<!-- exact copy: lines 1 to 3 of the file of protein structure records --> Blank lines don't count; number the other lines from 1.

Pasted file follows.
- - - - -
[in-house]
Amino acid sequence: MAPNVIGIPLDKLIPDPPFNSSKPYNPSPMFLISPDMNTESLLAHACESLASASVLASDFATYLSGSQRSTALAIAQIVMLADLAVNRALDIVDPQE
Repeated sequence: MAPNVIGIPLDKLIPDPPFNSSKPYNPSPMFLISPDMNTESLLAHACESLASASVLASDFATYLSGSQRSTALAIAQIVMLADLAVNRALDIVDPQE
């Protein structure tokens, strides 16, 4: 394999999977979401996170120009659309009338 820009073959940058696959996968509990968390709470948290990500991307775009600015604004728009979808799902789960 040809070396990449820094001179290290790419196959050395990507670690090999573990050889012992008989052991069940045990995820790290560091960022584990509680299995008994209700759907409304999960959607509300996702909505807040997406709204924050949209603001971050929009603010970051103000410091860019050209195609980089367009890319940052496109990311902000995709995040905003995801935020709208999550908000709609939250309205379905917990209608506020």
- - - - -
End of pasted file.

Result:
[in-house]
Amino acid sequence: MAPNVIGIPLDKLIPDPPFNSSKPYNPSPMFLISPDMNTESLLAHACESLASASVLASDFATYLSGSQRSTALAIAQIVMLADLAVNRALDIVDPQE
Repeated sequence: MAPNVIGIPLDKLIPDPPFNSSKPYNPSPMFLISPDMNTESLLAHACESLASASVLASDFATYLSGSQRSTALAIAQIVMLADLAVNRALDIVDPQE